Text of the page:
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Well, since most of the time I spend in front of my laptop, that naturally defaults to its screen for reading. I never had any problems with eye strain, nor vision, but that may not work for everyone.

Apart from that, if it is something I know I'm going to be reading for a longer period of time, I usually just print the thing out (and bind it properly, not those spiral bindings, but a real hardcover one <-- notice; this only goes for books I know I'm gonna be keeping for a longer time on the slelf).

Apart from that, I tried Kindle as a reader, and was more than satisfied with it - no problems whatsover, and the screen is really nice to look at. But it just didn't stick with me ... out of habit, maybe, I don't know ... that is not saying it isn't a nice reader. It's great actually. I just don't spend that much time away from my machine for it to be useful. It also lacks the feature that I have with real books - notes in the margins (oh, man - you should see some of the older ones. Uhmm, well, maybe you shouldn't.). Also, page turning speed can be a bit bothersome sometimes.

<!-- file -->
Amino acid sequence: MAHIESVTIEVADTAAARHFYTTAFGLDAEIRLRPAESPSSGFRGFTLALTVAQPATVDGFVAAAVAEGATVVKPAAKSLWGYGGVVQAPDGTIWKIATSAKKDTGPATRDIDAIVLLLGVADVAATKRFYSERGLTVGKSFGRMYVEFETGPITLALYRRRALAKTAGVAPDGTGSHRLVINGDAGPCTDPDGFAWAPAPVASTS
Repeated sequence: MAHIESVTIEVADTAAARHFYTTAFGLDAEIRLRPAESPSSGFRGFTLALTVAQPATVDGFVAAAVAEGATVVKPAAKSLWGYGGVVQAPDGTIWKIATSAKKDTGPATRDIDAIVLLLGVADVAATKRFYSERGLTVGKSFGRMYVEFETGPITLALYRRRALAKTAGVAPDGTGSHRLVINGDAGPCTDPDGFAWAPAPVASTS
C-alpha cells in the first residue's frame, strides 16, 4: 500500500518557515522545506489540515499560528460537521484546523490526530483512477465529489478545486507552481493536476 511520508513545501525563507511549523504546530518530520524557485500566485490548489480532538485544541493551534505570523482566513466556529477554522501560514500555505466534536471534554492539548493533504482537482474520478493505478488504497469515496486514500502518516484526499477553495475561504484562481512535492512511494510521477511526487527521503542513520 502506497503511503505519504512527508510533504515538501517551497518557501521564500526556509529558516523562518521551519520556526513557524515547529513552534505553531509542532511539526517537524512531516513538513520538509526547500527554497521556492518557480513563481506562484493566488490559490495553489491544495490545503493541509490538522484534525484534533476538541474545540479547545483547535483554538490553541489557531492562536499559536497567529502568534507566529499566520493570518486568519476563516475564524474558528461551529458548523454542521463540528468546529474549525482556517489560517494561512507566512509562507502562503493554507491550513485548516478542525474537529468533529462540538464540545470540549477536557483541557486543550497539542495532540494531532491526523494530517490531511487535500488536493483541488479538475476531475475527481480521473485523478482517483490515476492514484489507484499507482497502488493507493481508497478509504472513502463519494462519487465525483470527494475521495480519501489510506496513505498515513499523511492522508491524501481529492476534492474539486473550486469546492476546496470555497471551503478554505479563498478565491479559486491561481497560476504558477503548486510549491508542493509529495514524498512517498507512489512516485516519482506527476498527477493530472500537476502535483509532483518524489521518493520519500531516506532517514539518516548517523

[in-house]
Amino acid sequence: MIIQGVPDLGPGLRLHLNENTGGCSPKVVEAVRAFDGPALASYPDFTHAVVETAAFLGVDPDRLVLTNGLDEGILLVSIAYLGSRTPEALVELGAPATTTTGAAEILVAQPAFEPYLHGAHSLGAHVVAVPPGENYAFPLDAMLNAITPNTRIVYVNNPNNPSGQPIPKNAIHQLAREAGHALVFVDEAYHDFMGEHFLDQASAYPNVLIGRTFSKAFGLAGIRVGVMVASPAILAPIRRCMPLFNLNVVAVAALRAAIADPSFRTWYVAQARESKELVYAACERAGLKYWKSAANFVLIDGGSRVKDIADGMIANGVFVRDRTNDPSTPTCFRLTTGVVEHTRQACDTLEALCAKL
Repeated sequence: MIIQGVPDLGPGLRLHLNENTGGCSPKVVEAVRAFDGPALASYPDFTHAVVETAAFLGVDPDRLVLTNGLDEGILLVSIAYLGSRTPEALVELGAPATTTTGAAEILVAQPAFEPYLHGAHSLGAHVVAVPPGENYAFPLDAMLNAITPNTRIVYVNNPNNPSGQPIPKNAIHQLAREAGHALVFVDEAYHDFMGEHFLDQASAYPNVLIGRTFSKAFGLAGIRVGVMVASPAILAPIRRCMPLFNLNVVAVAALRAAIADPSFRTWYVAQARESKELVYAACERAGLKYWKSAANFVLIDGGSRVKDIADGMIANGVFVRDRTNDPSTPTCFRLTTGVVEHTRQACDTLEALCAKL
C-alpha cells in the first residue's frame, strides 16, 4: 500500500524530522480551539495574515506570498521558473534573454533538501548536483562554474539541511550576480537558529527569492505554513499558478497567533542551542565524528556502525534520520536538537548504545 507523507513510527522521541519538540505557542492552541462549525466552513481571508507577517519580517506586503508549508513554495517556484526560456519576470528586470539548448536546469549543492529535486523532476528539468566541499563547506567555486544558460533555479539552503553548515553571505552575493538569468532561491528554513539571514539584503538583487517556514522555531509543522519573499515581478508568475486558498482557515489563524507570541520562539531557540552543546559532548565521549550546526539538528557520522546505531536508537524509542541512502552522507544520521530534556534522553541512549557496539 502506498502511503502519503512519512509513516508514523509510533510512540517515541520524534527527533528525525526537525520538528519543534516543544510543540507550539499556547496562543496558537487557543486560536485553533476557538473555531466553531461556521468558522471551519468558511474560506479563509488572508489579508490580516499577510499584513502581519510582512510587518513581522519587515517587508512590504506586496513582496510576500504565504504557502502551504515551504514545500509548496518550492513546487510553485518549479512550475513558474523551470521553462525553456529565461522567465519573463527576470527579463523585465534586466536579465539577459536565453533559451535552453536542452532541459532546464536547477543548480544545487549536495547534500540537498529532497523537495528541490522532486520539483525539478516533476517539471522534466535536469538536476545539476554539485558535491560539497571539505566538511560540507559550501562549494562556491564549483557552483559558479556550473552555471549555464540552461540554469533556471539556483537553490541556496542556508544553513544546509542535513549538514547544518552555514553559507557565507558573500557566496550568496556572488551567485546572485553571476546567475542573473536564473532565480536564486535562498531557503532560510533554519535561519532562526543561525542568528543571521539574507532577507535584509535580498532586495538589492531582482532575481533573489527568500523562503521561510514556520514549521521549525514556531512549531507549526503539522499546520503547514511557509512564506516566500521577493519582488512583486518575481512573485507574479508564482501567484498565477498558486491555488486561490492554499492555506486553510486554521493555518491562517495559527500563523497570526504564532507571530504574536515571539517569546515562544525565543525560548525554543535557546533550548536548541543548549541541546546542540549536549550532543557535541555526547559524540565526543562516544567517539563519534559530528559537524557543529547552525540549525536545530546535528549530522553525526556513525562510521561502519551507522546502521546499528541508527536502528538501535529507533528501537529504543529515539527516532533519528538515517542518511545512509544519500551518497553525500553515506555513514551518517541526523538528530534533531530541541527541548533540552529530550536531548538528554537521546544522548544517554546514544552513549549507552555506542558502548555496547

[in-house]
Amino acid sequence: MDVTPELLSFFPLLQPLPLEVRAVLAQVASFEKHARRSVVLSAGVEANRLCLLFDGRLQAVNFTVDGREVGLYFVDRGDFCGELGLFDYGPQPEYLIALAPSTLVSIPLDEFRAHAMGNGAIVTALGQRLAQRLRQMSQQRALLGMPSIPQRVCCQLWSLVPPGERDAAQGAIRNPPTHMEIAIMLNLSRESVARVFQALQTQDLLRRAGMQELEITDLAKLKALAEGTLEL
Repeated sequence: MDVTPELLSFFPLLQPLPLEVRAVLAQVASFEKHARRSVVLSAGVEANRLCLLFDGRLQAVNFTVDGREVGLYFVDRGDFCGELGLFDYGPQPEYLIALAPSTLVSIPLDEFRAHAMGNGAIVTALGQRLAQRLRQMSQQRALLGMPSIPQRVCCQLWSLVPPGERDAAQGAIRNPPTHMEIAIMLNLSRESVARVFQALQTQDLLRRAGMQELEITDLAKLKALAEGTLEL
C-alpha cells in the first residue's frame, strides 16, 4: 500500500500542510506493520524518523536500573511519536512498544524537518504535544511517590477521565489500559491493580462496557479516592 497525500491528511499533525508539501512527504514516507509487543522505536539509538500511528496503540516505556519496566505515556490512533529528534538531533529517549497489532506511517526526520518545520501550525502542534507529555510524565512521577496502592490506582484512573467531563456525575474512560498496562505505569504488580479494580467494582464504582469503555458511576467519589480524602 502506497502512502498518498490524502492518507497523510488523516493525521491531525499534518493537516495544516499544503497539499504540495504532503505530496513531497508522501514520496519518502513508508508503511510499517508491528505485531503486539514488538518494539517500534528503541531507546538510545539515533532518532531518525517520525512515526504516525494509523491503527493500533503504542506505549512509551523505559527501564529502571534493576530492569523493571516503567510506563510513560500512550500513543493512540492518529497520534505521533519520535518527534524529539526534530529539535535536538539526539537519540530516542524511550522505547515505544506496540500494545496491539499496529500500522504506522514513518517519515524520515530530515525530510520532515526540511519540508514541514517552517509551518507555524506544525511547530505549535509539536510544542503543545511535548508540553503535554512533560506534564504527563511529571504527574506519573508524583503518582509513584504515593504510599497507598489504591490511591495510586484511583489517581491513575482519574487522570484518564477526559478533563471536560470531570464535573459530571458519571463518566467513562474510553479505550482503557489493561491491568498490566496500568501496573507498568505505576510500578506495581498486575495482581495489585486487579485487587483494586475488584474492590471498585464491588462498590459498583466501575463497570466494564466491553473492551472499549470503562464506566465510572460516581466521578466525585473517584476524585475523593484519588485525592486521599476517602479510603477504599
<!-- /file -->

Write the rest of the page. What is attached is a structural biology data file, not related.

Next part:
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I use my netbook (I currently carry an OCZ Neutrino which I tricked out so that it rivals most laptops in terms of performance).

  • It has a matte screen, so I can read easily in a variety of lighting conditions,
  • it's small enough to carry around,
  • and it has an almost full-sized keyboard (so that if I really wanted to, I could make little notes about the book I'm reading)

If I know I'm gonna be keeping a given book around, I usually go out and buy the print edition, or get it printed/bound at staples (they do hardcover binding).